People who work in sales and marketing are trained to think in terms of benefits, and rightly so. While features may tell us about a product or service, they inform more than they motivate; buyers are motivated by benefits.
Consequently, marketing messages and sales presentations tend to focus on benefits. Selling becomes a process in which the seller identifies needs in the buyer, leads the buyer to an understanding (or deeper appreciation) of the benefits offered by a product or service, and closes the deal. Conventional sales wisdom teaches us that a properly qualified and adequately informed and the focused buyer will purchase our products or services, as long as we are able to distinguish ourselves from our competitors and overcome his objections.
On the surface, this seems rational, and the process usually works. But when benefits-oriented messages fail, they often fail due to the marketer's oversight of a very important subgroup of buyers, on whom benefits messaging has no effect.
The error stems from thinking of "objections" as hurdles which the seller can ignore or overcome, whereas some buyer objections indicate very real barriers that stand between the buyer and the benefits he not only understands but genuinely wants. Because we do not understand that this set of buyers already understands the benefits of our products or services offered, we continue to barrage the market with benefits messages. It's as if the buyers in this group are yearning to tell us, "Stop! I get it! I want to buy, but I can't!"
Sometimes, the market is not divided into only two groups: those who understand the benefits we offer and those who don't. Sometimes, there is also a very real and potentially large group of buyers who face a barrier that is virtually insurmountable, from their perspective. These buyers understand and want our products or services, and they will act if we can find a way to help them over the barrier.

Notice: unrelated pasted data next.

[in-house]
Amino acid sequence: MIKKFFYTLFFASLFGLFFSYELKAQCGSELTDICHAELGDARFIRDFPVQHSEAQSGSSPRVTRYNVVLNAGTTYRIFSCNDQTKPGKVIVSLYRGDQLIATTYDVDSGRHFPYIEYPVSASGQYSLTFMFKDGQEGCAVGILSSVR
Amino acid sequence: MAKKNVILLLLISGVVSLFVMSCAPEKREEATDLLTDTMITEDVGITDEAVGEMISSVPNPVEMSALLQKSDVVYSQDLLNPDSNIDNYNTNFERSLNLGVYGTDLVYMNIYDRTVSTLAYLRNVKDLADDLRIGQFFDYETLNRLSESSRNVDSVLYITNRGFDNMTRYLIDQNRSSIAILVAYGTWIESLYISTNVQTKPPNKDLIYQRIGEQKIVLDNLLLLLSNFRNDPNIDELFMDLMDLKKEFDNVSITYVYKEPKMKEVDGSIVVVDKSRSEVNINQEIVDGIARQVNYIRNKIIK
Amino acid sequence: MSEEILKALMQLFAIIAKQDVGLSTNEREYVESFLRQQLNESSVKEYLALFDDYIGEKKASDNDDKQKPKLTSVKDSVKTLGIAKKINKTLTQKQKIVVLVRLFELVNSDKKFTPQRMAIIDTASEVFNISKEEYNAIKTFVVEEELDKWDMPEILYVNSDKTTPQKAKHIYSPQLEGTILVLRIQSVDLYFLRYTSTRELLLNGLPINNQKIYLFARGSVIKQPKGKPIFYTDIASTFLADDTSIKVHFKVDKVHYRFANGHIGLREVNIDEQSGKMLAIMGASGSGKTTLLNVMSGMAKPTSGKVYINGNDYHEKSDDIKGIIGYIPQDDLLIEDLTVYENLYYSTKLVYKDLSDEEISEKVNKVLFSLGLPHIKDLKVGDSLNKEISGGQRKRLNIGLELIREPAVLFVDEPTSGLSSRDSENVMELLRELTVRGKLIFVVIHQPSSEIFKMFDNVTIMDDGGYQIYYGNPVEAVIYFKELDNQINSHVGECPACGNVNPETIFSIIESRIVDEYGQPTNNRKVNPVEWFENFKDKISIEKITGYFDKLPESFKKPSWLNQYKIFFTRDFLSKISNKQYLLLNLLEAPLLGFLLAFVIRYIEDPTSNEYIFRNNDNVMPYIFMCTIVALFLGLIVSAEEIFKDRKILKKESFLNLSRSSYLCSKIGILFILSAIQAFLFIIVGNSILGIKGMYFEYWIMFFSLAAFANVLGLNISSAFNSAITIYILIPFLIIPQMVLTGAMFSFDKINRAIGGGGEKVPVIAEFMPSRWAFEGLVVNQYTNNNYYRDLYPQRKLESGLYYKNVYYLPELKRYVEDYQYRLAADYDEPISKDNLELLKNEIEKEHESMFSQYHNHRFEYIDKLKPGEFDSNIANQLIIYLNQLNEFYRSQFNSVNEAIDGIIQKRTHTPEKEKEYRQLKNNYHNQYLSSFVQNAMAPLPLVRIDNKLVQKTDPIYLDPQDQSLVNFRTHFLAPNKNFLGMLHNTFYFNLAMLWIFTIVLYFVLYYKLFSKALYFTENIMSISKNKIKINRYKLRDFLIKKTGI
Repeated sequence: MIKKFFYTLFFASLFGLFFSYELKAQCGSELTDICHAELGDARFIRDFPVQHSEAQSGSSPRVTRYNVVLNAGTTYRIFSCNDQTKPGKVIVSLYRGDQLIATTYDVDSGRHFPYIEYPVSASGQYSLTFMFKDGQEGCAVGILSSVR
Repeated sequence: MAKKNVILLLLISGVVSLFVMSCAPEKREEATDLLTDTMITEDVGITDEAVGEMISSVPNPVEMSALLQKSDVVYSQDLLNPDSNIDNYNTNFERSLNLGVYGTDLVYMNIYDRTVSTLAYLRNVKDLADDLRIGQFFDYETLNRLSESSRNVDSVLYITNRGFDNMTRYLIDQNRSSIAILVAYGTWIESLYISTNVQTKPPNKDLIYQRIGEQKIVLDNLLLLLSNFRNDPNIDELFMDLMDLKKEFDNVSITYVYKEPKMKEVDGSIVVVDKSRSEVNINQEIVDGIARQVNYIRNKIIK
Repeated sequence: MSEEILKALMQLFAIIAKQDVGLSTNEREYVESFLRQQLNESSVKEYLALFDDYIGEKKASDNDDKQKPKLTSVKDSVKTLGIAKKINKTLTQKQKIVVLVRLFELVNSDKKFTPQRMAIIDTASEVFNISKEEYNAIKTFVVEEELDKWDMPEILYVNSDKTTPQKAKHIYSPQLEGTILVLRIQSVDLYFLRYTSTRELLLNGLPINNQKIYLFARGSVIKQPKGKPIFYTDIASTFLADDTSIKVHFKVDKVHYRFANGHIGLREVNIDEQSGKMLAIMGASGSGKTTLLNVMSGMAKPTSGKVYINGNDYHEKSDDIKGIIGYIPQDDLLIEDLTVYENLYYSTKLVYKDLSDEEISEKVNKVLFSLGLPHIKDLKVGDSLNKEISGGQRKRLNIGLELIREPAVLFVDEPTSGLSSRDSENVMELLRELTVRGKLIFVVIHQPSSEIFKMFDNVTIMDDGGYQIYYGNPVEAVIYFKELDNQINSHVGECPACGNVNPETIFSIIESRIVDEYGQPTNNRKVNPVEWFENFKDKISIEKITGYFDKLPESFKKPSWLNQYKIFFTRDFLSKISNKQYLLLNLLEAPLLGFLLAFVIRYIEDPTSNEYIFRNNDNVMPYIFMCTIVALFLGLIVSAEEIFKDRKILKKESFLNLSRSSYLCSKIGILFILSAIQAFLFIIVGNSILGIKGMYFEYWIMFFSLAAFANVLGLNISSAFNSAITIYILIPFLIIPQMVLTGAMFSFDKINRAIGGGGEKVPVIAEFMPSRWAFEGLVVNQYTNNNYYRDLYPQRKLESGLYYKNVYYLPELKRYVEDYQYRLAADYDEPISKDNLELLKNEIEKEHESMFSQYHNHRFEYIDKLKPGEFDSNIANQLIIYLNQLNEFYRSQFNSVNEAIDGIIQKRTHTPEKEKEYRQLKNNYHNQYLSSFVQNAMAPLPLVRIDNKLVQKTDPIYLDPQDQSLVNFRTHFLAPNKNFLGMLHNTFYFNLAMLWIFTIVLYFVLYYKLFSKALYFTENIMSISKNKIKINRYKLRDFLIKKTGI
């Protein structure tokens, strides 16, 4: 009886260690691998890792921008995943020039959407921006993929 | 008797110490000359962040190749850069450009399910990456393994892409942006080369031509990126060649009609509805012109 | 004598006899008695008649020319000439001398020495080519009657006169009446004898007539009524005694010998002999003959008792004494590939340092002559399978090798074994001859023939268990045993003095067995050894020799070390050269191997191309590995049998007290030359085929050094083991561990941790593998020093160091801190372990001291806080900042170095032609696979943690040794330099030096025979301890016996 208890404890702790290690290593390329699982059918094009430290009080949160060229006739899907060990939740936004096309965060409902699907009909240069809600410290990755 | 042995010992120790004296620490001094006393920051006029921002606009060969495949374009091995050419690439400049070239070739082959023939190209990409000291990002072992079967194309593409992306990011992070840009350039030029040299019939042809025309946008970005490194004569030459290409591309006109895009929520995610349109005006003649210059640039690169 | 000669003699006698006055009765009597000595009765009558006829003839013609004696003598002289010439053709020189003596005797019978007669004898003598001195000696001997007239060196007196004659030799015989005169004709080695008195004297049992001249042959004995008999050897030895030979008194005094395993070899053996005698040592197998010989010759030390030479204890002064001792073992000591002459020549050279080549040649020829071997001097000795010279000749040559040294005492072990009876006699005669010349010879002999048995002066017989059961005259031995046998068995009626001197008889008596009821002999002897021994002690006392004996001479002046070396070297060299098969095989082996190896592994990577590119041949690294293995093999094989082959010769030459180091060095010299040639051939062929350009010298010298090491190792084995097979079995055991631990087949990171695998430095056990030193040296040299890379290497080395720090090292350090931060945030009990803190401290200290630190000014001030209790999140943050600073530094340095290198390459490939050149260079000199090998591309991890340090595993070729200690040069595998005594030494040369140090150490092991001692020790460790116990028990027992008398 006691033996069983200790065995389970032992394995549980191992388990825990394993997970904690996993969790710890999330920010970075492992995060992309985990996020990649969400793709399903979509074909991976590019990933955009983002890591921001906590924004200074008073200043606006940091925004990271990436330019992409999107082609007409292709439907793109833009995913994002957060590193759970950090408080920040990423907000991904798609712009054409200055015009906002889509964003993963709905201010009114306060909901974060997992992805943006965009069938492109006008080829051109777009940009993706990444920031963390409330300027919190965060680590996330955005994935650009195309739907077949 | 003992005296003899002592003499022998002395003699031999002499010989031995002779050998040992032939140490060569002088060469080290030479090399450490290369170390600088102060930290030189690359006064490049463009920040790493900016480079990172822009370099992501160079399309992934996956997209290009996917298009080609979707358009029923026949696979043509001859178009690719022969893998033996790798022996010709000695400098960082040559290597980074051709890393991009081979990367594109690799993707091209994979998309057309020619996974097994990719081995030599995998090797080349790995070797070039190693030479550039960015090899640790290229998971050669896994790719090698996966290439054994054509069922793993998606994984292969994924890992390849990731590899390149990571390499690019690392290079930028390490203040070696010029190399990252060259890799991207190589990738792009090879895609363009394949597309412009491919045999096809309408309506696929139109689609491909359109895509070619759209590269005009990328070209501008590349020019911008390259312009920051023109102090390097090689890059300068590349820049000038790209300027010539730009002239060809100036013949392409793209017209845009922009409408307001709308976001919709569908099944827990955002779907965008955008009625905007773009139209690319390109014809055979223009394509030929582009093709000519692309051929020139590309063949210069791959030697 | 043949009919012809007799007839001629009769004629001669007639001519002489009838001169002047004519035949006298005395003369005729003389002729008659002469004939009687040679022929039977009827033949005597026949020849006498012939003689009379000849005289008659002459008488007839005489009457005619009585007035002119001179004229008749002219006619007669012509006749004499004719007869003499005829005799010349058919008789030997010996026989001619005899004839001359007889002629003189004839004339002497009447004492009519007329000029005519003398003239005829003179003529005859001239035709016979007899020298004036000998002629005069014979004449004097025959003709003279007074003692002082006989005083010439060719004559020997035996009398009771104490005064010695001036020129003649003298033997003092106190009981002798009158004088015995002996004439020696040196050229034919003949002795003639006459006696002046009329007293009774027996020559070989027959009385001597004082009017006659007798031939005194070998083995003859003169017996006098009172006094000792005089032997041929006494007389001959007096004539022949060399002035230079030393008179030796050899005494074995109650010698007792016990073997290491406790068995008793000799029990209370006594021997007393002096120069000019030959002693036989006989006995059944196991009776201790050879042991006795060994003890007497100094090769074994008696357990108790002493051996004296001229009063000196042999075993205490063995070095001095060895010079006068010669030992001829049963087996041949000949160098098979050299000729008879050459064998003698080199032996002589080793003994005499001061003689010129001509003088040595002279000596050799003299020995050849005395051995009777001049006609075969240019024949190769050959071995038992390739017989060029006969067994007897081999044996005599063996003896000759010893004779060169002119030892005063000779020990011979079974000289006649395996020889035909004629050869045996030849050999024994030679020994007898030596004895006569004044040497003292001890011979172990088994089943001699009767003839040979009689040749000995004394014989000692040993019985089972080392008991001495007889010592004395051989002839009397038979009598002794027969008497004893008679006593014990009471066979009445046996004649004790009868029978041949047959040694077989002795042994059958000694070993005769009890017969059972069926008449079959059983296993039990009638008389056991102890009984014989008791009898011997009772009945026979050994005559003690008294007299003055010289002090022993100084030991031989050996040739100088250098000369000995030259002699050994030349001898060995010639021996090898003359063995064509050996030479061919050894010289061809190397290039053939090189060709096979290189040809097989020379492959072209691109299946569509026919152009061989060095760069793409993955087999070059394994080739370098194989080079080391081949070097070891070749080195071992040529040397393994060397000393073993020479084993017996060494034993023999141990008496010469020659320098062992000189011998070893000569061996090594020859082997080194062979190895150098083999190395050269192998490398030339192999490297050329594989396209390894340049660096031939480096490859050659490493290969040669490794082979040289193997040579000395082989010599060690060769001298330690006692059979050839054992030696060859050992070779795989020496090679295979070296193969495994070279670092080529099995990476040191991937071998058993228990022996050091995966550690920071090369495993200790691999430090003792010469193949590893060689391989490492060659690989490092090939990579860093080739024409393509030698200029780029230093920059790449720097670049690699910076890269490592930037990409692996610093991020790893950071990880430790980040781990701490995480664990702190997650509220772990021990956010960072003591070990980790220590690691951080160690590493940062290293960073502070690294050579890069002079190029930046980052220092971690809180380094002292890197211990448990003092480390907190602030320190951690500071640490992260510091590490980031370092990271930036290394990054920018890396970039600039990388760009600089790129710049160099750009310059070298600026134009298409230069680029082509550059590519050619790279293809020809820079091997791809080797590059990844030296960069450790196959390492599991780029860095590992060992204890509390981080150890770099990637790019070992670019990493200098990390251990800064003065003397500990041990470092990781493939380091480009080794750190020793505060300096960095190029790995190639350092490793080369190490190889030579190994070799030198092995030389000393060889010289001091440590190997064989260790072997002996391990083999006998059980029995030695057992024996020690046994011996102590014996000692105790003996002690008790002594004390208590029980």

When such subgroups exist in our market, it is our responsibility to identify them, target the barrier, and remove it. Then, once the barrier is removed, we need to develop a new set of marketing messages that clearly tells this subset of our market, "you are free to act; the obstacle has been removed."
Many successful marketers have already learned this lesson. Harley-Davidson recognized that a large portion of their potential market understood the benefits of owning a motorcycle, but stopped short of purchasing because they lacked the confidence to ride. So they created Riders' Edge®, the Harley-Davidson Academy of Motorcycling. The Rider's Edge experience begins with a New Rider's Course that offers both in-class lessons and practical riding techniques. It also includes a Skilled Riders Course and a Group Riding Course for more experienced riders.
Rider's Edge effectively removed the barrier to motorcycle ownership for thousands of would-be riders. Similarly, BMW recognized that a large number of qualified buyers, who could easily afford the purchase price of the car, we're unable to buy because the potentially high cost of certain repairs would simply put ownership out of reach.
They responded with BMW Ultimate Service®, which covered not only factory-recommended maintenance but many replacement parts such as brake pads, discs and wiper blades. Both companies developed marketing campaigns that touted the new barrier-free options and both harvested big gains.
Low-end consumer products have found barrier-removal techniques for their markets, as well. For years, mobile phone companies fielded complaints about their long-term contract requirements. Consumers understood the benefits of owning cell phones, they simply were not willing or able to commit to a long-term contract. Virgin Mobile and other companies developed no-contract, pay-as-you-go plans that opened cell phone ownership to whole new markets, and even made them viable gift options.
Planet Fitness saw an untapped market of buyers who didn't want to be judged for being non-muscular, out of shape, or just plain overweight. These buyers fully understood the benefits of better fitness, and they had the money and desire to purchase, but social barriers prevented them from joining most health clubs. Planet Fitness created the Judgement Free Zone® and developed marketing messages that appealed to their new market (even if they offended "the meatheads" and "the lunks").
In each of these cases, the market understood the benefits. And most likely, the selling companies had heard the market's complaints for years. In each case, the companies recognized that piling on more benefits messages would accomplish nothing, and treating the obstacles like objections were futile. Instead, these companies were able to distinguish legitimate barriers from objections, develop barrier-removal strategies and messages, and create new markets, capitalizing on the knowledge that - sometimes - benefits aren't enough.